The proposed circuit of FIG. 2 compensates for temperature changes through the combined use of those three characteristics as indicated by the bold line in FIG. 8. That is, the first resistor 61 is selected in the central temperature range of 10 to 40 degrees Celsius; the second resistor 62 is selected in the high temperature range above 40 degrees Celsius; and the third resistor 63 is selected in the low temperature range below 10 degrees Celsius.

Suppose in the present example that the current temperature is 50 degrees. In this situation, the bridge circuit outputs about 10 mV as seen from FIG. 7. The control circuit 59 recognizes this voltage from the output of the A/D converter 57 and thus turns on the second switch 65 while leaving the other switches in off state. (The control circuit 59 may have a lookup table in its internal ROM for the purpose of determining which switch to select when a specific bridge voltage is given.) As a result of the above selection, the second resistor 62 and capacitor 67 form an RC filter for filtering out the low frequency components of a given input signal.

The above-described first embodiment of the present invention reduces the temperature dependence of the RC filter, controlling the deviation of its cutoff frequency not to exceed one percent of its nominal value as long as the device's temperature is within the range of −20 to 70 degrees Celsius.

It is another advantageous feature of the present embodiment that the sensing resistors 52 to 56 can be located close to the resistors 61 to 63, the objects to be temperature-corrected. Besides making accurate measurement possible, the proposed device requires no off-chip components, thus enabling efficient use of board space.

Still another distinct feature of the present embodiment is the use of a bridge circuit composed of resistors having different temperature coefficients. This bridge circuit minimizes the effect of supply voltage fluctuations which could introduce an error in temperature measurement.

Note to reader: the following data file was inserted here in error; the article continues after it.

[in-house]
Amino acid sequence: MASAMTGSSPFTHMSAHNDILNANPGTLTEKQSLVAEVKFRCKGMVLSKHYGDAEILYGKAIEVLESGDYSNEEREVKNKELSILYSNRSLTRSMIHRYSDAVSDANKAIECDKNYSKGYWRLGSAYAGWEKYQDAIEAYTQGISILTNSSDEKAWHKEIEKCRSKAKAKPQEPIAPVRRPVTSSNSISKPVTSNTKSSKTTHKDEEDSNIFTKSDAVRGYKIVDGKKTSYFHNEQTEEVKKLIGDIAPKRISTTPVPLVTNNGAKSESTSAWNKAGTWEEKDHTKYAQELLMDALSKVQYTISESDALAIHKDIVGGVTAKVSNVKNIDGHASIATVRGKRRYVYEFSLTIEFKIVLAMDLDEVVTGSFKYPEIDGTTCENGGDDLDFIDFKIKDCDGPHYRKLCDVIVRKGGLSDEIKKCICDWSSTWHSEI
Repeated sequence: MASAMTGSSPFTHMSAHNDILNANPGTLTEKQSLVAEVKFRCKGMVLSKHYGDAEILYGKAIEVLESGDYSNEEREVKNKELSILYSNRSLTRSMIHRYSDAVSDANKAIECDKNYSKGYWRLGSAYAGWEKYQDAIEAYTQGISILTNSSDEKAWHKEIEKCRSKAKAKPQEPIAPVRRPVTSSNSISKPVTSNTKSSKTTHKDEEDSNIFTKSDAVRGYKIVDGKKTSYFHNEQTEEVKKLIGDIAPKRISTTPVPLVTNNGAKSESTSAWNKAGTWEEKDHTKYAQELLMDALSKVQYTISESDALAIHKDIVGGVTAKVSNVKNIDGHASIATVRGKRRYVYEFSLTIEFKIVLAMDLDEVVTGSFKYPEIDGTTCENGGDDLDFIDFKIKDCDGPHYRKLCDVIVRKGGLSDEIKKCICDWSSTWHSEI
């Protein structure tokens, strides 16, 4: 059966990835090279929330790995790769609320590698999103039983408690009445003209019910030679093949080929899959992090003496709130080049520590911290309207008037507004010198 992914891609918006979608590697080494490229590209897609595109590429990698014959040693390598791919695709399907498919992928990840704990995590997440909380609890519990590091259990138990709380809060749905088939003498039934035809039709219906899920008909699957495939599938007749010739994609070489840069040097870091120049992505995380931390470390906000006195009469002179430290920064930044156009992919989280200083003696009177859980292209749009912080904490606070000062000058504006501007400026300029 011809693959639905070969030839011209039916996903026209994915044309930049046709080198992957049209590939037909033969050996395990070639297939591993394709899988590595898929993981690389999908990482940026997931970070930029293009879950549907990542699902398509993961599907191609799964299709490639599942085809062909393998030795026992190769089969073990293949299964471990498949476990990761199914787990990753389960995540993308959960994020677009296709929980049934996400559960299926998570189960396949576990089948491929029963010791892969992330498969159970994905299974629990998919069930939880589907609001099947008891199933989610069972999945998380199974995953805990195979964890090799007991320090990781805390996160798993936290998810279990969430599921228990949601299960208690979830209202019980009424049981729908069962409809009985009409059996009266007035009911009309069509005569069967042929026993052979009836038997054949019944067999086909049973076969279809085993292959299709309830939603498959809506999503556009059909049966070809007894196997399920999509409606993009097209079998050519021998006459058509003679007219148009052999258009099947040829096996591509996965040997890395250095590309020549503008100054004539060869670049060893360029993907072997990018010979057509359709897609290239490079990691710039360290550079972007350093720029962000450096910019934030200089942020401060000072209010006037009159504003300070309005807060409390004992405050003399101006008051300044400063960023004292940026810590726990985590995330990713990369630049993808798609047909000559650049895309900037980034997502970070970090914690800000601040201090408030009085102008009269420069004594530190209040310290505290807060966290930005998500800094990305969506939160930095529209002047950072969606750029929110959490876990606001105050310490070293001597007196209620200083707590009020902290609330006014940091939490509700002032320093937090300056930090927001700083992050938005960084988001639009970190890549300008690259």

As already seen, the bridge circuit in the first embodiment employs a type-B sensing resistor 56, across which the output voltage is sensed. The presence of this resistor 56 actually alleviates the effect of nonlinear characteristic of type-B resistors in the bridge circuit. More specifically, the bridge output voltage Vo would be given by the following equation, if a type-A resistor was used in place of the type-B sensing resistor 56.

Vo=E·(Ra−Rb)/(3·Rb+Ra)  (2)

Compare this equation (2) with the previous one (1). Then it would be noticed that the denominator (3·Ra+Rb) on the right-hand part of the equation (1) implies that Ra are more dominant than Rb, whereas (3·Rb+Ra) of the equation (2) indicates the opposite. That is, the bridge output Vo is governed by the characteristics of type-A sensing resistors which give a linear response to temperature changes, and this explains why the bridge circuit exhibits a good linearity in FIG. 7.

As seen from the above discussion, when a bridge circuit is constructed with a combination of linear resistors and nonlinear resistors, the use of a nonlinear sensing resistor to connect its output nodes would improve the linearity of the bridge circuit as a whole. The structure of the subsequent control circuit 59 can be simplified by linearizing the bridge circuit in this way.

Referring next to FIG. 9, another embodiment of the present invention will be explained below.

FIG. 9 is a block diagram of a semiconductor device with a temperature compensation circuit according to a second embodiment of the present invention. Because of the similarity between FIG. 2 and FIG. 9, the following explanation will concentrate on the second embodiment's distinctive features, while affixing like reference numerals to like elements. Actually, the second embodiment is different from the first embodiment in that a power supply manager 100 and flip-flops (FFs) 101 to 103 are added (the other elements are identical to those explained in FIG. 2).